November 9, 2011
Lost and Found Films: Chemical Engineering, 1940
We visit the world of pre-World War II chemical engingeering in this weeks Lost and Found Film, which is silent but filmed in color — not bad for 1940.
In the three-minute Chemical Engineering, ca. 1940 we see men working machine and turning a faucet-like knob, students in a chemistry classroom mixing solutions in a beaker, then a hand holding a textbook (Quantitiative Chemical Analysis, by George McPhail Smith, if you must know).
We see glass ground on a wheel, wood chips being put into a piece of equipment, water poured as a large piece of equipment rotates, slurry in a trough, professors speaking with students and two professors conferring on a paper.
This is one of hundreds of reels of film that Hannah Palin, film archives specialist with UW Libraries Special Collections, is trying to identify for archiving purposes. She has film clips from the late 1930s through the 1970s — some from research projects, some from campus events and some from commercial films or original productions.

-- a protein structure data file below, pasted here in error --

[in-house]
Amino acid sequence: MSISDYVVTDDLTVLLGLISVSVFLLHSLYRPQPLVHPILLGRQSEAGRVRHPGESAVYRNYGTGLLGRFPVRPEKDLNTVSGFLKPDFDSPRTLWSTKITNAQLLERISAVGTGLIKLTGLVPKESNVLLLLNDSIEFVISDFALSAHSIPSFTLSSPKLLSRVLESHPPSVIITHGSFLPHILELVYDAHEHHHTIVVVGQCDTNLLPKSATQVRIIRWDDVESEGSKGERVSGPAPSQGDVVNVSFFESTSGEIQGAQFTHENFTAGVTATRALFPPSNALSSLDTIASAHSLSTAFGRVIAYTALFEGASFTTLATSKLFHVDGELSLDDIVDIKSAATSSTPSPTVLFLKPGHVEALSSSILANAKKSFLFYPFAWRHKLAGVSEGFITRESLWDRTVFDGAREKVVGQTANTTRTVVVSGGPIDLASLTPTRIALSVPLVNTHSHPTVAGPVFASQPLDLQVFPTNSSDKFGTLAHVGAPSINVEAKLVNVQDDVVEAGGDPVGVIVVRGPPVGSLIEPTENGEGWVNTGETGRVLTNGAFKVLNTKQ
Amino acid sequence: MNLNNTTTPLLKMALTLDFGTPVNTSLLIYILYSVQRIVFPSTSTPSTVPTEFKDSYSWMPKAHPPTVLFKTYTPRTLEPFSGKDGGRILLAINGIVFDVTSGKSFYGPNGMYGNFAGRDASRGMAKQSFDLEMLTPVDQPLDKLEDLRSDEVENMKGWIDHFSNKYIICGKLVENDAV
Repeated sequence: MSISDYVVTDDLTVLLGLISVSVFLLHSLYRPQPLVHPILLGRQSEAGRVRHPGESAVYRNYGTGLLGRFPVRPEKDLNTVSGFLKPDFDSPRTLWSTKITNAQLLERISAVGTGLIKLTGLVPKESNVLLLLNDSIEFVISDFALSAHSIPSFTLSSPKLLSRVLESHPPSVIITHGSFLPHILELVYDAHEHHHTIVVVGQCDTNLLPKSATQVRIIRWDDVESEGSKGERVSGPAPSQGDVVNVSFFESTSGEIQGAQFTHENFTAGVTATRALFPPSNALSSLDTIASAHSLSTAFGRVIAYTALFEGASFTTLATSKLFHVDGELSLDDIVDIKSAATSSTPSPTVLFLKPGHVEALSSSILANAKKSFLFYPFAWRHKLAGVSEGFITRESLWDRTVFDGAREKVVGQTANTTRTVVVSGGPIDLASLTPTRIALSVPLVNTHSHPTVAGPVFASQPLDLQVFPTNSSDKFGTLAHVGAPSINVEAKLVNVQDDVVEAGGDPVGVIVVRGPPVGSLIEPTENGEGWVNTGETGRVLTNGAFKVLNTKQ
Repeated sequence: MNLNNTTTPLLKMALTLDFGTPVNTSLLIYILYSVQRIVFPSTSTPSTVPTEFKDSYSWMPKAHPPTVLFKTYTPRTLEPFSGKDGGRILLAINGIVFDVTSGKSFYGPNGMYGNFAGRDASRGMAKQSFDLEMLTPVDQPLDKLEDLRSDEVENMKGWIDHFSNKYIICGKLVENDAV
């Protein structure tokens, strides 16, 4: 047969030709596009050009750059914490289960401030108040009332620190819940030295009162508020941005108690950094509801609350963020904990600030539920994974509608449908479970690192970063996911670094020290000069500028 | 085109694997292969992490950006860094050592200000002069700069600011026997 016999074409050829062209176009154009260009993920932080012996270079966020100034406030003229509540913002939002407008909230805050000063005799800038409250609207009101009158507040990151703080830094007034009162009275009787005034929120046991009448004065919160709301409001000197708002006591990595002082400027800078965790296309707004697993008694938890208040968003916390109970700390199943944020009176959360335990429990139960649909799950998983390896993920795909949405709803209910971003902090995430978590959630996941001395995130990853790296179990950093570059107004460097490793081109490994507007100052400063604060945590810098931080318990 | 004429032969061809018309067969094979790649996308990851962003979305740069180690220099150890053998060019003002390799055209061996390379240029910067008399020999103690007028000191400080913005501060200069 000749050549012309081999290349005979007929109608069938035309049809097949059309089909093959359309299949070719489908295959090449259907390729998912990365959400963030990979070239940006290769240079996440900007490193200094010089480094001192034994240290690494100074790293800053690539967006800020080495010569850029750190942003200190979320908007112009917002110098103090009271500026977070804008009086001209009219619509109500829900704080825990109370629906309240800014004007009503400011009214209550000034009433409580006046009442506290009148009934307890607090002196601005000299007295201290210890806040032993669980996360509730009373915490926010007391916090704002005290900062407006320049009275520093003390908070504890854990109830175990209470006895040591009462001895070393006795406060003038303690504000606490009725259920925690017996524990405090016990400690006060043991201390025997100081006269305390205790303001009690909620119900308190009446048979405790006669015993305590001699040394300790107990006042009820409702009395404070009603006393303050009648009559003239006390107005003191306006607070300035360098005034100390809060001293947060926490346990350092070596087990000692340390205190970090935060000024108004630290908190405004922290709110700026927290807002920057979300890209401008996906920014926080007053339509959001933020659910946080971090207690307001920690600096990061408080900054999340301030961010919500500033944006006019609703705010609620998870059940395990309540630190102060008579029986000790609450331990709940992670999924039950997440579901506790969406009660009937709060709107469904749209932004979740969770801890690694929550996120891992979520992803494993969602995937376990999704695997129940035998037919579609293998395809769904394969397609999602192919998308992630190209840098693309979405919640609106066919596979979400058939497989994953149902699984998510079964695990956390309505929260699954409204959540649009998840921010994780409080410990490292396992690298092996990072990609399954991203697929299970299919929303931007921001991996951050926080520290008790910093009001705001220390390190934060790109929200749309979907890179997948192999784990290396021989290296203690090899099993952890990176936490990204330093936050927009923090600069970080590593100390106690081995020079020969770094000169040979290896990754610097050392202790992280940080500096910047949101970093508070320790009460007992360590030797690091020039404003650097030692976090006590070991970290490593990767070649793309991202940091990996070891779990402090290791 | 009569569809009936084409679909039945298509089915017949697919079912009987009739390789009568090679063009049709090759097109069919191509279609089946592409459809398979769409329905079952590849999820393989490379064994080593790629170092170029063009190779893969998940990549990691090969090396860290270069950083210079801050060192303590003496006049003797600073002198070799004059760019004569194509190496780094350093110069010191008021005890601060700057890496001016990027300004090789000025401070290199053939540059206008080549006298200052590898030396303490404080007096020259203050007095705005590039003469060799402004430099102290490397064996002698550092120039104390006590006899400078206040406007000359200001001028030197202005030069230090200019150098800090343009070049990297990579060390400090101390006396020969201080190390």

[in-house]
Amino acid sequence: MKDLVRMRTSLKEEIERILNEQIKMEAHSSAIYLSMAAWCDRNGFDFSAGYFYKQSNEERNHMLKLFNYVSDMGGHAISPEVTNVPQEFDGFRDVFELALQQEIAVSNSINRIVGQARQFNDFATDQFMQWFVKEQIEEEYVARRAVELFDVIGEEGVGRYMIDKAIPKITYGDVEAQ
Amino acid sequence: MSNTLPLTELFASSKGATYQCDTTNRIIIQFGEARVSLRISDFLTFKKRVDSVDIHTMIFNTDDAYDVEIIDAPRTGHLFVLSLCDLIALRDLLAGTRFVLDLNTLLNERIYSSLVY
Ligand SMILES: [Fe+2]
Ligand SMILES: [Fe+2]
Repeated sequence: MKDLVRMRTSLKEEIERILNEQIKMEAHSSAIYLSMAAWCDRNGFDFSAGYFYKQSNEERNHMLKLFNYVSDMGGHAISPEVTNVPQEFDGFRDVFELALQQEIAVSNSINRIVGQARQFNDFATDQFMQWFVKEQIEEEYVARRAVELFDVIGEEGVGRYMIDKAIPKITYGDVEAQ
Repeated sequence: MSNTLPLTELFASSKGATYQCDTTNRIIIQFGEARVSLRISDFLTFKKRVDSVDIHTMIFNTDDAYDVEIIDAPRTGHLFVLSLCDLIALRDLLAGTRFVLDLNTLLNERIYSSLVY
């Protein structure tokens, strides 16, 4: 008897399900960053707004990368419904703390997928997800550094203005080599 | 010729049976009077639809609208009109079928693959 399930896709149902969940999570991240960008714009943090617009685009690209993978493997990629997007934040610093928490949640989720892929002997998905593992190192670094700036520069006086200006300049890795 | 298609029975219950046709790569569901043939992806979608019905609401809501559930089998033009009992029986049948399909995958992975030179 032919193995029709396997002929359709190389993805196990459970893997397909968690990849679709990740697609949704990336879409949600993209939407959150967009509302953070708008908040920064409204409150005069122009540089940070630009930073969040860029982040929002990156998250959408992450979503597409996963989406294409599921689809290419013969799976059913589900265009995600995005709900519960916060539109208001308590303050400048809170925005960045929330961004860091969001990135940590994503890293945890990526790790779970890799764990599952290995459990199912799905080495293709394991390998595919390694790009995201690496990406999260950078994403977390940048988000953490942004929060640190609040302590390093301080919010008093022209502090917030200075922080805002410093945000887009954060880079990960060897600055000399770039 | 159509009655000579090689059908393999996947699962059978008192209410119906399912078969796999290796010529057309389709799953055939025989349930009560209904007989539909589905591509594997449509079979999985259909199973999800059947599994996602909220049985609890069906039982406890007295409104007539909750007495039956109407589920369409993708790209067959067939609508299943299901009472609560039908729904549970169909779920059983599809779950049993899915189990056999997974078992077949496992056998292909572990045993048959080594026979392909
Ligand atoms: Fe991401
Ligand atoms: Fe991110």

In the case of this footage, Palin would like to know who the professor are? Also, what is the large piece of equipment depicted — is it making a product of some kind or being used in an experiment? Also, why are they grinding what appear to be beakers?
If you can answer these questions or provide any other information about the film, please write your comment below.
Some previous Lost and Found Films:
Nov. 3. Art and Architecture Pavilion.
Oct. 27: Operation Cooperation, 1958.
Oct. 20: Halftime Hijinx
Oct. 13: Lynn Poole speaks at Johns Hopkins (Originally thought to be the UWs Glenn Hughes.)
Oct. 6: Womens Classes, Circa 1965
Sept. 29: Coulee Cleanup, Outtakes
Aug. 18: Kazakh Reel 6
Aug. 4: UW Penthouse Circa 1956
July 27: The University District
July 21: Palo Alto Home
July 14: Aberdeen Gathering
July 6, Research at Sea
June 30: Campus Color, circa 1940-48